I often wonder why people are so quick to add their 'two cents' worth of advice when in reality they are clueless as to what you do day in & day out. It is difficult to say nothing and not be hurt.

The bottom line is it doesn't matter what others think. If you are doing your best then that is all you need. Some people speak from ignorance, some from fear & other just feel they know more than you do. You know your doing your best - and that's the bottom line.

eagle


annie789
Posted: Friday, September 29, 2017 2:26 PM
Joined: 11/19/2015
Posts: 1004


I thank you for your words.  I do know that many times people just talk out of ignorance and don't realize how their words affect others.  I know I have been guilty of that often too. 

Thinking that in all situations of life we need to remember to watch our words and make sure they are uplifting and helpful.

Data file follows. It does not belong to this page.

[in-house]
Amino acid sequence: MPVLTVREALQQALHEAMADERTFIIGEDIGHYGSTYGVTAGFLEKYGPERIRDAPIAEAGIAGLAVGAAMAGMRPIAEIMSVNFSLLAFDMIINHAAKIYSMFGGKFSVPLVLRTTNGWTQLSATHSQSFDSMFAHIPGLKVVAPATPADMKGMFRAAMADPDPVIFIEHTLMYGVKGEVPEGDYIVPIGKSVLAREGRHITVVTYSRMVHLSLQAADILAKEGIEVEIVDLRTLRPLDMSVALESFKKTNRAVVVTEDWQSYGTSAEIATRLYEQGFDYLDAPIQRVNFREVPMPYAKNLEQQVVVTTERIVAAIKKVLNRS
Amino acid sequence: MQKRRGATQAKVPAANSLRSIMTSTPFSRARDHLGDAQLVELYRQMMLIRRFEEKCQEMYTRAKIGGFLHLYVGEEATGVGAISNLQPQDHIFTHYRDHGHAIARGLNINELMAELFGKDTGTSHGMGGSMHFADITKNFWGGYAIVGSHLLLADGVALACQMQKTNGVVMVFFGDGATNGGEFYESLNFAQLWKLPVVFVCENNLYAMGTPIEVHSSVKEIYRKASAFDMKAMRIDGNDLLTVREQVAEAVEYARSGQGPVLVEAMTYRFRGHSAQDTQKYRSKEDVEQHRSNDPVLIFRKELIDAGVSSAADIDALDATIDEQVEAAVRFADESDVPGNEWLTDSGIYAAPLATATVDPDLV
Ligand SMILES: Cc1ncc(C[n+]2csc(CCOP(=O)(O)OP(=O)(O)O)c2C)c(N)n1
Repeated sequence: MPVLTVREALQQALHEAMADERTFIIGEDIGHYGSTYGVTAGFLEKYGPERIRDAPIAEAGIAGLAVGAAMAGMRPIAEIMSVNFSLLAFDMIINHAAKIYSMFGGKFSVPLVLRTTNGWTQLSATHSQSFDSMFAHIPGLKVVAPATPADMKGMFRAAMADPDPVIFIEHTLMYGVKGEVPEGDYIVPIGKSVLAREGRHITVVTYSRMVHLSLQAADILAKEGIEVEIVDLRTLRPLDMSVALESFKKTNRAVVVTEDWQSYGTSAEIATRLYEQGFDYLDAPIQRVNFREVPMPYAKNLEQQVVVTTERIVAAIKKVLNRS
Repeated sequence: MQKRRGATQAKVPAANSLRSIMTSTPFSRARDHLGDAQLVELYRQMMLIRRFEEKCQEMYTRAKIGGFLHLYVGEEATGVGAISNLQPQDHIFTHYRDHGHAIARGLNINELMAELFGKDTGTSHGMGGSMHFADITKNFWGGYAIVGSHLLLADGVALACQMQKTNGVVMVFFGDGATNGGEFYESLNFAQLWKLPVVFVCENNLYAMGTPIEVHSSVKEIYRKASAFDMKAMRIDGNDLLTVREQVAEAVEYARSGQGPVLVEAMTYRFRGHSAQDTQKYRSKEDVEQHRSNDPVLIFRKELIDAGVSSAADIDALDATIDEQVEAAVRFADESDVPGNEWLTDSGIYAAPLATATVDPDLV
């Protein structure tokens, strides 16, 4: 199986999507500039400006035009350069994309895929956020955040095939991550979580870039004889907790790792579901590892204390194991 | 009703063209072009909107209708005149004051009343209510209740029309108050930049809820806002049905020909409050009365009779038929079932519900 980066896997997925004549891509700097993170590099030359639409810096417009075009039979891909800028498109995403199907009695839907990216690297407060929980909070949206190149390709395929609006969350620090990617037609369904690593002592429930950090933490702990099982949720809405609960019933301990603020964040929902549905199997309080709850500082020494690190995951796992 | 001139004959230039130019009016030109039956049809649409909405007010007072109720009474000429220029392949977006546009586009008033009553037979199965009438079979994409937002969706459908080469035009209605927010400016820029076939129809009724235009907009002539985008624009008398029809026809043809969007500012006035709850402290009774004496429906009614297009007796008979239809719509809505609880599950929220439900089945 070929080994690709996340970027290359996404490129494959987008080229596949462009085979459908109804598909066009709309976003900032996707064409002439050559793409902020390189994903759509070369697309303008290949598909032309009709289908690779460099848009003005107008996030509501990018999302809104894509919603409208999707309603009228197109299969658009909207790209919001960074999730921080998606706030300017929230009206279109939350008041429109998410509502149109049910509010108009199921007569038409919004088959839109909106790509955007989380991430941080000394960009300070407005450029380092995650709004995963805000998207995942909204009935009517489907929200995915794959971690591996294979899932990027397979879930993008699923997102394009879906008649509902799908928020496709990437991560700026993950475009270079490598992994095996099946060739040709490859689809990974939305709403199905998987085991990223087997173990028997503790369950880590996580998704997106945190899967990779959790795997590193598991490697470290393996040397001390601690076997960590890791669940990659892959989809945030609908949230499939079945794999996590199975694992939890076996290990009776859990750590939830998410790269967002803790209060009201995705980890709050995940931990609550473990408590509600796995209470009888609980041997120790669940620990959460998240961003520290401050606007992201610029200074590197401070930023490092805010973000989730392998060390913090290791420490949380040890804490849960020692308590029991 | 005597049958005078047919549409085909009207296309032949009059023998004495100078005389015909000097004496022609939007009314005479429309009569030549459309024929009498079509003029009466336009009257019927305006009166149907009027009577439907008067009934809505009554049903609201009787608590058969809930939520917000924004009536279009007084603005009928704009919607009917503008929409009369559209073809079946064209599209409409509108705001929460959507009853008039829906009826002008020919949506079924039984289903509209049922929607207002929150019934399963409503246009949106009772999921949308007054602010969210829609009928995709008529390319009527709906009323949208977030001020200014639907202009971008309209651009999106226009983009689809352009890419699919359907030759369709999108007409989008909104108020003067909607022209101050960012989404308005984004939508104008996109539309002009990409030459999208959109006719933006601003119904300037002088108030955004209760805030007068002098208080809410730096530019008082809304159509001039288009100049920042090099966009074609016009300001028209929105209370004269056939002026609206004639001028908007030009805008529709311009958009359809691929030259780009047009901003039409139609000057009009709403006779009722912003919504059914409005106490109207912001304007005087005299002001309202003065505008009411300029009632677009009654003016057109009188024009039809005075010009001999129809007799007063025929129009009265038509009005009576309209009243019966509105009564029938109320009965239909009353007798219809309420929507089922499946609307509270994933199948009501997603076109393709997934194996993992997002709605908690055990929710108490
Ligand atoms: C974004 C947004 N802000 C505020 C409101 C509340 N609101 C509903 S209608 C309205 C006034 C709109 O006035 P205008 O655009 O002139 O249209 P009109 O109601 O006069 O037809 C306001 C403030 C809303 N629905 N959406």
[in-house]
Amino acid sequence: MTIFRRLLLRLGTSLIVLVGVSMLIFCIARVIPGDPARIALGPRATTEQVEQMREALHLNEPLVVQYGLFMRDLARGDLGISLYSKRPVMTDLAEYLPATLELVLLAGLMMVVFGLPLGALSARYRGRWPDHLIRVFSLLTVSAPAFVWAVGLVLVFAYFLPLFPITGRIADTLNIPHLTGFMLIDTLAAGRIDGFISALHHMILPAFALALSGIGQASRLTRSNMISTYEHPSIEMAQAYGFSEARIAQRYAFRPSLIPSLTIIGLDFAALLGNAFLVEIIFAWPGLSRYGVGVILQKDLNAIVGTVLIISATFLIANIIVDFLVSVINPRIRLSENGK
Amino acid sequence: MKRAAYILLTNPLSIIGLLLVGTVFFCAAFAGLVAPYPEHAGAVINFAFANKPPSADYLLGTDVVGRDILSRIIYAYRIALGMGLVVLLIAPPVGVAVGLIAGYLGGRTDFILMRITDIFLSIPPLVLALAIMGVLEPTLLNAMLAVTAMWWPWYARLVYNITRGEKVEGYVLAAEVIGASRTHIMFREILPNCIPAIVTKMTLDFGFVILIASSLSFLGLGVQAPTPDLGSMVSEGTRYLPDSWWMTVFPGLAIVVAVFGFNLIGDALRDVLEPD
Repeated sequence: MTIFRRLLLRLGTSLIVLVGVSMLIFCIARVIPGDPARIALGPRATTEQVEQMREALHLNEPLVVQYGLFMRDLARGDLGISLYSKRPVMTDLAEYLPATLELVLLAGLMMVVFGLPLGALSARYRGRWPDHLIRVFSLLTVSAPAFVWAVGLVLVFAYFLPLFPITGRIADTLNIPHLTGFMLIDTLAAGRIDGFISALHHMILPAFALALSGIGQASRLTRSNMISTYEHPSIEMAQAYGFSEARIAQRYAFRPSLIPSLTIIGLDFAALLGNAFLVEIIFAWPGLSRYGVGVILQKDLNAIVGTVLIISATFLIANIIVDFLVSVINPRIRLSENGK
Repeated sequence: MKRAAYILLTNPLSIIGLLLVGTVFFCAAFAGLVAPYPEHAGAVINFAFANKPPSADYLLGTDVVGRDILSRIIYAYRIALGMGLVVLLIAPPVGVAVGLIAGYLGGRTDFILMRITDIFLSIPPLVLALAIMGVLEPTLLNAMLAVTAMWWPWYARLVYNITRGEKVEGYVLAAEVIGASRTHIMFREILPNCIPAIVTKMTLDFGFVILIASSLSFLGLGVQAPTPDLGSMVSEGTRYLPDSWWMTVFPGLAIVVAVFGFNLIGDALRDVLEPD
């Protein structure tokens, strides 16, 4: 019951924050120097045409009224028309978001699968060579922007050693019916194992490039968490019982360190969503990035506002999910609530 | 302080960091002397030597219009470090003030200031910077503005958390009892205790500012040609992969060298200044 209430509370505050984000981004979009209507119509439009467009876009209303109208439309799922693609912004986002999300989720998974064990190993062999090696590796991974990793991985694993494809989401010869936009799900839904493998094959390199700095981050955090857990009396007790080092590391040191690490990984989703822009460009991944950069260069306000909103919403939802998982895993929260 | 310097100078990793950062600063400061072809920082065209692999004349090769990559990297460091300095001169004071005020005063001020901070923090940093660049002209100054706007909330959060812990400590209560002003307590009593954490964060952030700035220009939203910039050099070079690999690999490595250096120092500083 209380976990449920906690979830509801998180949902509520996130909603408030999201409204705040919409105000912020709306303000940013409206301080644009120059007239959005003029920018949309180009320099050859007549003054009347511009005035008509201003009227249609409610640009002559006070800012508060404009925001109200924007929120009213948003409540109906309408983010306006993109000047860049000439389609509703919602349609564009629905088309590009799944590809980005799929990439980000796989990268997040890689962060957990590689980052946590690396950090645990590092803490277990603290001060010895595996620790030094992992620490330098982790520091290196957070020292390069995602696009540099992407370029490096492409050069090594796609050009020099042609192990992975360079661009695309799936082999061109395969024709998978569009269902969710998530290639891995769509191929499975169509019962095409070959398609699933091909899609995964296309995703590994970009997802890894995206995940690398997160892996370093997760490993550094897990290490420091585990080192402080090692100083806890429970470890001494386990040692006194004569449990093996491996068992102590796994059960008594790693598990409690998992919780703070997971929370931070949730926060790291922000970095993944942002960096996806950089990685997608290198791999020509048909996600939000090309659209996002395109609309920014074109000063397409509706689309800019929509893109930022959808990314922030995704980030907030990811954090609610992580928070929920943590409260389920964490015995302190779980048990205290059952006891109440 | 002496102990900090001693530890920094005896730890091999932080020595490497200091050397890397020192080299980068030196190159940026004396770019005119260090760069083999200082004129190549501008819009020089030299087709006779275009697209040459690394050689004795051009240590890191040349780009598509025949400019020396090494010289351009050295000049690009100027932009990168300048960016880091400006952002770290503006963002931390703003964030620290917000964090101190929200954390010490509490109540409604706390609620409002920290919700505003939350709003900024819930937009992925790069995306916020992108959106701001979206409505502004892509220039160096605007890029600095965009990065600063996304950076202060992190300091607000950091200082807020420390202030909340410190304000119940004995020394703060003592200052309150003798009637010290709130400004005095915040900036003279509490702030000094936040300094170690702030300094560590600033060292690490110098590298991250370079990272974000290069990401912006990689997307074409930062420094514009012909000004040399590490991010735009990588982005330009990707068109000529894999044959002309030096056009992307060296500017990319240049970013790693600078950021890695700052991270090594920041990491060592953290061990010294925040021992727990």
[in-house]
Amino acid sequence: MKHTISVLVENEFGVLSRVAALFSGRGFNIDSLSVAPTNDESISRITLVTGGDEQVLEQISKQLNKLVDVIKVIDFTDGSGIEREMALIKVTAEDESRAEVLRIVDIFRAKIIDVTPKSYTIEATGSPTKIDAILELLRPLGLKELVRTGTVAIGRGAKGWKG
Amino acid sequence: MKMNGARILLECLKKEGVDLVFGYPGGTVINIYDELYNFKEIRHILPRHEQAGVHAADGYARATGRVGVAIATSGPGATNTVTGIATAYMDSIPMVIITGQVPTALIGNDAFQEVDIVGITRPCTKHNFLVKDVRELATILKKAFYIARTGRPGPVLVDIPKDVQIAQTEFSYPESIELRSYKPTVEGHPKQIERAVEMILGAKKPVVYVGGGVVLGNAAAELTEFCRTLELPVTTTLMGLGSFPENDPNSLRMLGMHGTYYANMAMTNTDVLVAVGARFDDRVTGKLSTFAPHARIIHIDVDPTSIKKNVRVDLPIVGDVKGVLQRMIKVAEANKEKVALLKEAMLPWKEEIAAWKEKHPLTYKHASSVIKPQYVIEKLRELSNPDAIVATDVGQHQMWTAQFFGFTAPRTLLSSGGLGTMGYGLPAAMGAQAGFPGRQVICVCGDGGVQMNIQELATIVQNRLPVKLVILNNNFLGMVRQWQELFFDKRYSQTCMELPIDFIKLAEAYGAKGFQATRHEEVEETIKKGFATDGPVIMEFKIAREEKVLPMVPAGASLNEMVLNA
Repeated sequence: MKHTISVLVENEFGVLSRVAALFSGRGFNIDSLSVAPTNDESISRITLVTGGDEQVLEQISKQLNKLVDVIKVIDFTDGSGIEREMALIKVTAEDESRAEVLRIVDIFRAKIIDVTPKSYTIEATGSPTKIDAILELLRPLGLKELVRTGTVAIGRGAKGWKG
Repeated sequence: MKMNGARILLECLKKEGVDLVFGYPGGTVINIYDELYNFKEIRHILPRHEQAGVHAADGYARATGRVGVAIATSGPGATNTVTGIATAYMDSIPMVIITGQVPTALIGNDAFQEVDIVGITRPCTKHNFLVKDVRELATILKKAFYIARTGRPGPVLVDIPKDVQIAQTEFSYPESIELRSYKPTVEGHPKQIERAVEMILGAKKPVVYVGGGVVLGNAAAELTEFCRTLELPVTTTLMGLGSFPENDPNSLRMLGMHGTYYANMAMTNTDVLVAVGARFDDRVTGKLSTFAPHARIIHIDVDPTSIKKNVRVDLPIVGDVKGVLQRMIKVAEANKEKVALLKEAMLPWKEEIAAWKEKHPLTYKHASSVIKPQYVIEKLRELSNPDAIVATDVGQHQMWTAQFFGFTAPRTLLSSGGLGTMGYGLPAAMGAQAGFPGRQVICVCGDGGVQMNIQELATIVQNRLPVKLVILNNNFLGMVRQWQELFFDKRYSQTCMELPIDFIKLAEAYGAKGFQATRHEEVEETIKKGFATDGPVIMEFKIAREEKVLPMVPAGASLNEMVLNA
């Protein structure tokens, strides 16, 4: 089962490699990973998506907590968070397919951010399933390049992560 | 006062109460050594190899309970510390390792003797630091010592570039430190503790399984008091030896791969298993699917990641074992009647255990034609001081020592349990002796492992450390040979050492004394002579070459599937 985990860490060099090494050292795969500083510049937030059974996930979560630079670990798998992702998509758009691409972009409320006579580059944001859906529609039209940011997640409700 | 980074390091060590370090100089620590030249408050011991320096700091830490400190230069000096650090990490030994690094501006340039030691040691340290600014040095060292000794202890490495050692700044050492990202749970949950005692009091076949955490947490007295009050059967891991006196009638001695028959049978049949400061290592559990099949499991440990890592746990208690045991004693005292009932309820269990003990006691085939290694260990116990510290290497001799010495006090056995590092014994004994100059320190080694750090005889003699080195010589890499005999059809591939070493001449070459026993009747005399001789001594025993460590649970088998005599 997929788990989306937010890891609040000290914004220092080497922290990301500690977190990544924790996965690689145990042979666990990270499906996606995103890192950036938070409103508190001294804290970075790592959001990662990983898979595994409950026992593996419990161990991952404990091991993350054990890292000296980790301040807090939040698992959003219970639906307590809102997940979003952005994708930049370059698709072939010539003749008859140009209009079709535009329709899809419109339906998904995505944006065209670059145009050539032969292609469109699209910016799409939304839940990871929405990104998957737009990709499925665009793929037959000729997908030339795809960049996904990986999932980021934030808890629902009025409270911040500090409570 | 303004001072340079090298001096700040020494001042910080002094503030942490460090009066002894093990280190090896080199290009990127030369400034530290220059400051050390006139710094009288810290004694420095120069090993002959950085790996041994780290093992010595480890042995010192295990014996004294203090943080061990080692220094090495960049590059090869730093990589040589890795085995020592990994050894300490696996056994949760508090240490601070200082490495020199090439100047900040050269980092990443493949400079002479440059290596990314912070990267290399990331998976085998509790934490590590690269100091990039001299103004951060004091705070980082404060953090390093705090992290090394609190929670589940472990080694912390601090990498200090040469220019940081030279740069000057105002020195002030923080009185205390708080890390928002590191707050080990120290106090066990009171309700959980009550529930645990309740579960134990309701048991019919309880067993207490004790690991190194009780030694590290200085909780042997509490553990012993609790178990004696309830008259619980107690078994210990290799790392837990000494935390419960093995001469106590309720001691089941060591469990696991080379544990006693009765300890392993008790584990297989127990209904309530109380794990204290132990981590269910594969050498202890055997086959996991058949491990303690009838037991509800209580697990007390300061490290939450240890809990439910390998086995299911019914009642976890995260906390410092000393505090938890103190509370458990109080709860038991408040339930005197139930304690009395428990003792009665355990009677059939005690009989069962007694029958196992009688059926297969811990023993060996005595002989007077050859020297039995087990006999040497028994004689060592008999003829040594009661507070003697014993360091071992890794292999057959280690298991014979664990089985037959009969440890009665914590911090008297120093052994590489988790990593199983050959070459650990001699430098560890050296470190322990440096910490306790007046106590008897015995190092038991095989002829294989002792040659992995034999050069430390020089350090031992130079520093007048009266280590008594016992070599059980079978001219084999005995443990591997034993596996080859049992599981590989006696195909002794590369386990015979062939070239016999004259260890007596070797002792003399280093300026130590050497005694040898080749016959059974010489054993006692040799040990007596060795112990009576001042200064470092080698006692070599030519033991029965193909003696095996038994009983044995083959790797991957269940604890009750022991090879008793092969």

dutiful deb
Posted: Saturday, September 30, 2017 12:08 AM
Joined: 1/1/2012
Posts: 1893


I'm so sorry Annie.

I let people make me feel guilty too. Mostly, though, I make myself feel guilty without anyone's help, and I let my husband make me feel guilty.

My husband has some short term memory problems. He was recently diagnosed with degenerative disc disease and is in a state of chronic discomfort. He is disorganized and has problems making decisions. He is also a micro-manager who wants to "fix" things, and since he can't do that, he delegates the responsibility to me, although he does not realize he is doing it. I have been down a long path of calls and conversations with his doctors and other medcial staff. I have even talked to my own doctors and have gotten counseling for myself. I have taken steps to change our eating habits, and made other changes to our lifestyle. All of this has been helpful but has not done anything to prompt my husband to seek help, because he does not know or understand that he needs help.